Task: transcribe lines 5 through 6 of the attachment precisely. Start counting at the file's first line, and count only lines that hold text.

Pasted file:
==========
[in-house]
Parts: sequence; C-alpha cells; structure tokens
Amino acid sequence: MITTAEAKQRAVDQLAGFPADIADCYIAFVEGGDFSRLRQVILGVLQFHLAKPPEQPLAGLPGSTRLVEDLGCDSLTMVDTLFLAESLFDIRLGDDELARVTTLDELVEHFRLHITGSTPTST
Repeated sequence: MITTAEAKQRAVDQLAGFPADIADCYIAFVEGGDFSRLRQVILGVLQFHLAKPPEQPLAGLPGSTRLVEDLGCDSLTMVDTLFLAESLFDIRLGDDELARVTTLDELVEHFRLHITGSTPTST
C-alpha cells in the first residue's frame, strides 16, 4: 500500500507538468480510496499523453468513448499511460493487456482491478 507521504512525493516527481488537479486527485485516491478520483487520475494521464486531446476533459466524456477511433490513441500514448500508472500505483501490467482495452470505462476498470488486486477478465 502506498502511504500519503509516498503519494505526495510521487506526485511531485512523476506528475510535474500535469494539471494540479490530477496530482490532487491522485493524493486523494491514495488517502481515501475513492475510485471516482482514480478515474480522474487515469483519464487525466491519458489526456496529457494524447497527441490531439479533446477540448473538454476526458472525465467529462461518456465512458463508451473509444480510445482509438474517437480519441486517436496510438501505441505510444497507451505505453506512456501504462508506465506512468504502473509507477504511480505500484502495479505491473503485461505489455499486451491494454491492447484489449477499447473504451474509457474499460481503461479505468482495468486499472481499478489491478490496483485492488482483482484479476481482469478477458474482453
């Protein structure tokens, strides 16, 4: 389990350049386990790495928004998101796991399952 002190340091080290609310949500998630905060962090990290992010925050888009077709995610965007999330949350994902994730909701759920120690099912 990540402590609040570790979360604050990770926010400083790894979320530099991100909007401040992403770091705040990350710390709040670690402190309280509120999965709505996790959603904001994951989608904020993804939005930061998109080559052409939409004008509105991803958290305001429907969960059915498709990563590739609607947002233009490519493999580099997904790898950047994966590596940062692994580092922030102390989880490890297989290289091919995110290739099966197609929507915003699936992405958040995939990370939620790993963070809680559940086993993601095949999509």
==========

C-alpha cells in the first residue's frame, strides 16, 4: 500500500507538468480510496499523453468513448499511460493487456482491478 507521504512525493516527481488537479486527485485516491478520483487520475494521464486531446476533459466524456477511433490513441500514448500508472500505483501490467482495452470505462476498470488486486477478465 502506498502511504500519503509516498503519494505526495510521487506526485511531485512523476506528475510535474500535469494539471494540479490530477496530482490532487491522485493524493486523494491514495488517502481515501475513492475510485471516482482514480478515474480522474487515469483519464487525466491519458489526456496529457494524447497527441490531439479533446477540448473538454476526458472525465467529462461518456465512458463508451473509444480510445482509438474517437480519441486517436496510438501505441505510444497507451505505453506512456501504462508506465506512468504502473509507477504511480505500484502495479505491473503485461505489455499486451491494454491492447484489449477499447473504451474509457474499460481503461479505468482495468486499472481499478489491478490496483485492488482483482484479476481482469478477458474482453
């Protein structure tokens, strides 16, 4: 389990350049386990790495928004998101796991399952 002190340091080290609310949500998630905060962090990290992010925050888009077709995610965007999330949350994902994730909701759920120690099912 990540402590609040570790979360604050990770926010400083790894979320530099991100909007401040992403770091705040990350710390709040670690402190309280509120999965709505996790959603904001994951989608904020993804939005930061998109080559052409939409004008509105991803958290305001429907969960059915498709990563590739609607947002233009490519493999580099997904790898950047994966590596940062692994580092922030102390989880490890297989290289091919995110290739099966197609929507915003699936992405958040995939990370939620790993963070809680559940086993993601095949999509």